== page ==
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Psychology Student Wins Pamela Dennis ’82 Scholarship

05/05/18

Bri SarnoWhen Bri Sarno ’19 of Ashland, Mass., took part in the campus’s 16th Annual Undergraduate Research Conference (URC) in April, she not only had the opportunity to hone her presentation skills, she learned that she had been selected as this year’s recipient of the Pamela P. Dennis ’82 Scholarship.

“I was unbelievably surprised to hear my name called for this scholarship,” said Sarno, who works two jobs to support herself as she attends college. “This is such an incredible honor.”

A psychology major with a minor in applied behavior analysis, Sarno is a two-time URC participant. In spring 2017 she and fellow students examined the relationship between aggression and driving behavior.

This year, she presented a study that focused on her investigation of different reinforcement schedules involving duration requirements and reinforcement delays.

Sarno, who next plans to pursue a graduate degree in applied behavior analysis, opted to attend MCLA due to the financial advantages afforded to Massachusetts residents.

“MCLA stood out to me because of its behavior analysis program, as well as its small and intimate campus. I like having less than 20 students in almost all of my classes,” she said.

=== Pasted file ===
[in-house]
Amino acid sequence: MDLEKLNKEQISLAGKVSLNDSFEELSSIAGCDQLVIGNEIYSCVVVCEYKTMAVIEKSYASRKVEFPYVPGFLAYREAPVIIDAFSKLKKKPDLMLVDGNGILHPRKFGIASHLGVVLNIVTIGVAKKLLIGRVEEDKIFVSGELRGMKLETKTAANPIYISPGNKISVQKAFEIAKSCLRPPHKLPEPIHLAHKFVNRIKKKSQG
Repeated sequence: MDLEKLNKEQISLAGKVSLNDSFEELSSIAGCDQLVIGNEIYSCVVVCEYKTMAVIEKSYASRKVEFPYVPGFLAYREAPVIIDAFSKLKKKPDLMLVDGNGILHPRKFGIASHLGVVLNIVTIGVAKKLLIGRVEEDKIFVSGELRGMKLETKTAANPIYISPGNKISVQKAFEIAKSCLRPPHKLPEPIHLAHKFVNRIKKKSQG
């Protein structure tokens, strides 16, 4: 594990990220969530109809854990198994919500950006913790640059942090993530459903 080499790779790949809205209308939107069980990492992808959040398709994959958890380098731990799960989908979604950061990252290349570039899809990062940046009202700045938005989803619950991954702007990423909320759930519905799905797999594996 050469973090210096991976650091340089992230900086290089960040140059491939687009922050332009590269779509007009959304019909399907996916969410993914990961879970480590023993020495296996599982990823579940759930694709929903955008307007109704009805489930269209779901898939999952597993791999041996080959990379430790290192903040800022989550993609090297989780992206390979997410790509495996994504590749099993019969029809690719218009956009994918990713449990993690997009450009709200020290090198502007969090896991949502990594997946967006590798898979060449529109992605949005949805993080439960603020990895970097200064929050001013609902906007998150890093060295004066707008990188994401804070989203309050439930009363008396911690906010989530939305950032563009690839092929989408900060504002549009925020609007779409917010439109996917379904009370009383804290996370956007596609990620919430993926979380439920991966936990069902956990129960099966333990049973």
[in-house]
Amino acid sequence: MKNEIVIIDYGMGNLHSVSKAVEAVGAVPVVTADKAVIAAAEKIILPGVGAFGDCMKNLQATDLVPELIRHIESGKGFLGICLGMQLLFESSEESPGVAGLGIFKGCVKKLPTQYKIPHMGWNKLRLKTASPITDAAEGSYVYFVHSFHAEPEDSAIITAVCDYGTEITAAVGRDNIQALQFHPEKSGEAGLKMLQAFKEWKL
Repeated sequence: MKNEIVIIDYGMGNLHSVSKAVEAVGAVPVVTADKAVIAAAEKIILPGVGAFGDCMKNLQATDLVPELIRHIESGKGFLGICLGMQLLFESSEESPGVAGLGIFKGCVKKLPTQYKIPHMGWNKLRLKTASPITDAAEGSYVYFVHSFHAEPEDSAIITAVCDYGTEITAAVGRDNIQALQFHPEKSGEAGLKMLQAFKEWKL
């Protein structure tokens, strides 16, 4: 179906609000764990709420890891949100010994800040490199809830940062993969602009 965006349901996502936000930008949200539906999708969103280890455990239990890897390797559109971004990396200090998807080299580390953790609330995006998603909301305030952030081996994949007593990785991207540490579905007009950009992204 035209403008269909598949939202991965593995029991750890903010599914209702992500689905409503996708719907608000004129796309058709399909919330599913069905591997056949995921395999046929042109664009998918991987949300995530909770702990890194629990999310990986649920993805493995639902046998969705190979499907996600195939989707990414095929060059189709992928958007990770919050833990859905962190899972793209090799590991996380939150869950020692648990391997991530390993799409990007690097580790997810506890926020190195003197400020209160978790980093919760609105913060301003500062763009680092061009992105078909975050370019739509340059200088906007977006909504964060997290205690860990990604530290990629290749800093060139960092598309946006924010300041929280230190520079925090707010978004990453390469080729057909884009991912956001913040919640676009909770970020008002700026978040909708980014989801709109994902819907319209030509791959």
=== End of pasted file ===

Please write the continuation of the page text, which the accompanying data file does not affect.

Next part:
“I absolutely love the psychology department at MCLA, and my extraordinary professors have given me so many opportunities. From offering interesting courses to independent research projects, I have never lacked for interesting academic experiences,” Sarno said. “I have worked closely with professors doing research, and next will be doing some really cool independent studies during my senior year, which will be a great opportunity to challenge myself academically on my own, outside of the classroom.”

She recommends MCLA to prospective students who prefer a small school atmosphere, without the private school tuition price tag. “My philosophy about college is that you get out of it what you put in, and if you seek out opportunities at MCLA, you will find them,” she explained. “It’s so easy to connect with professors, and there are lots of clubs and organizations to become a part of.”

With a passion for working with children with disabilities, Sarno’s dream career is to become a board-certified behavior analyst so she might help children, as well as adults, with behavioral issues.

In addition to her work as a residence area security monitor on campus in Berkshire Towers, she serves as an academic tutor for several psychology classes.

“I really love tutoring because it makes me so happy to share my knowledge of psychology to help students improve in their classes, and it helps me keep up with material from past classes. I find that I know the material even better once I explain it to other students, even several semesters after I have taken the course.” 

Sarno is very grateful to have received the scholarship, and to be recognized for her research. “It’s a reminder to continue to keep going,” she said.

“More than just surpassing the expectations of others, I have exceeded my own expectations for what I can accomplish. Receiving recognition for my determination and resilience in honor of such an amazing woman, Pamela Dennis, is more fuel for the fire within me to always strive to keep going.”